In ‘The Paradox of Choice’, Barry Schwartz stated that eliminating consumer choices can greatly reduce anxiety for shoppers. It is a known, and well-studied fact that most shoppers have groups of swappable brands in both their consideration sets and shopping baskets. Some would say that the preference for certain brands sprouts from favourable and/or mental availability, while others believe that it is a survival habit to help the consumers stop drowning in a sea of proliferating brands.

The retail industry is undergoing an unprecedented transformation ignited by the global COVID-19 pandemic. What does this mean for brands now that COVID-19 has disrupted our shopping habits more than we could ever have possibly imagined?

Picture this: you go to your usual supermarket, in your usual clothes, thinking of buying your usual brands of usual products. What could change your buying habits? It could be:
It could be:

  1. Sales promotion – who doesn’t like to save money? Sales promotion always entice people, and since the advent of marketing have trained shoppers to stock up on the cheapest brand available without bias.

  2. Your regular brand undergoing a package change, which is a very common happening which would make it hard to locate.


  3. “Forced trial”, which happens when consumers are forced to buy a product from another unknown brand because of an unavailability of their regular brand.

In the Harvard Business Review article ‘Stock-Outs Cause Walkouts’ we see that over a quarter of shoppers will simply buy another brand if theirs is out of stock on shelf, in the best of times.

Forced trial at retail

Kantar asked these questions in both the US and Canada over the past couple of weeks, and found some interesting points of reconsideration happening across different categories that have been flying off the shelves lately:

  1. A third (34%) of Canadians have been forced to try different brands of toilet Paper, and over half (54%) of these new triers claimed they may consider purchasing them even when this is over.
  2. Pasta saw a similar percentage of forced trialists (32%), but three quarters (75%) claimed they may consider the new brand they experienced.
  3. Diapers are often considered to be a fiercely loyal category, but almost four in ten (39%) have had to try another brand and over half (54%) claim they may consider the new brand
  4. Peanut Butter has experienced the smallest degree of forced trial (19%) so far. However, two thirds (67%) of them liked the new brand enough to say they will consider that brand after COVID-19.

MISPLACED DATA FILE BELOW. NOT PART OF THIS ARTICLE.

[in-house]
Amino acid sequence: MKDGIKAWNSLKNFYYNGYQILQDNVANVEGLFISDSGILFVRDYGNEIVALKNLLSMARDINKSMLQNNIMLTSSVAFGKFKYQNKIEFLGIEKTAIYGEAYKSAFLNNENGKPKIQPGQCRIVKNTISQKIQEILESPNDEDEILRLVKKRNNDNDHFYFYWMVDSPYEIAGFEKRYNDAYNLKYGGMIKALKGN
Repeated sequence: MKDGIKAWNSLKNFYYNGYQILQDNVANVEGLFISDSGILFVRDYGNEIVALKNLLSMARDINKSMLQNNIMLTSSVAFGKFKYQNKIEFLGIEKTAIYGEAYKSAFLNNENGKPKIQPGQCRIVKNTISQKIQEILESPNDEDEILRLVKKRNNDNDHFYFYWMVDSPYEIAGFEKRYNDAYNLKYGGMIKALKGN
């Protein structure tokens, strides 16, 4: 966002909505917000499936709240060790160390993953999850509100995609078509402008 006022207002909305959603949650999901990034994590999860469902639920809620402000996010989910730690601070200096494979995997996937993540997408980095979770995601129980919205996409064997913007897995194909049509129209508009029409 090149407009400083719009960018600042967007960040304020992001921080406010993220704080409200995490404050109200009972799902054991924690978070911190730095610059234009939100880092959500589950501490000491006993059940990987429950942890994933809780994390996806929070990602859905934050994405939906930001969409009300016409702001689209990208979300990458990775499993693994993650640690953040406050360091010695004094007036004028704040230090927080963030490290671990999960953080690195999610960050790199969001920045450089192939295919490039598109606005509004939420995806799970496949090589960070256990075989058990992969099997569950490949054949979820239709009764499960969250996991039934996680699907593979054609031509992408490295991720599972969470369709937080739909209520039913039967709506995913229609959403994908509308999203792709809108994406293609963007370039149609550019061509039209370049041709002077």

In one of our previous blog posts, we talked about what has changed during this COVID-19 pandemic in terms of media consumption, how it has fallen in some places while it boomed on other platforms, types of media, etc.

When it comes to product consumption, people are still spending, which is good. The important to note is where and how they are spending, how their needs are changing. It’s crucial to monitor customer conversations to have a clear understanding of how their habits are evolving, how their interactions with the brand are shifting, and where the brand can meet their changing needs.

Monitoring social conversations, analyzing data, learning from what other retailers are doing well and not doing well, and having direct conversations with customers and industry stakeholders are all keys to ensuring positive engagement with consumers.

Two potential tactics to remain visible and alive are:

  • Increase/maintain visibility through advertising.
    Now is not the time to go dark and abandon the positive associations and top-of-mind availability your brand has invested so much into building. Recent Kantar research would suggest that COVID-19 has not changed consumer attitudes to advertising. However, brands shouldn’t be tone deaf to the sensitivities of the current situation.
  • Increase availability of core SKUs (stock-keeping unit) through decreasing space for others.
    Panicked shoppers line-up six feet apart to stock-up for week or two, and have a tendency to buy more than what they need. With good category management and retailer co-operation, existing shelf space could be shifted to the hero SKUs within the brand set for the time being.

That would reduce brand switching and/or retail defection. Obviously, incremental display would help, but that is often booked well in advance and all categories are competing for the space.


The current landscape change has forced businesses and brands alike to change their marketing strategy, and with the upcoming economic hardship, brands can expect customers to shift to more budget-friendly alternatives.

It is not clear as to when we will see a stabilisation in consumer pattern, but one thing is for sure: brands will now have to come up with strategies that reflect the consumers’ needs and desires. It might be tempting to wait until the pandemic is over to start researching the “new customers” but if brands wait too long, they might lose the battle in the face of consumers’ new habits.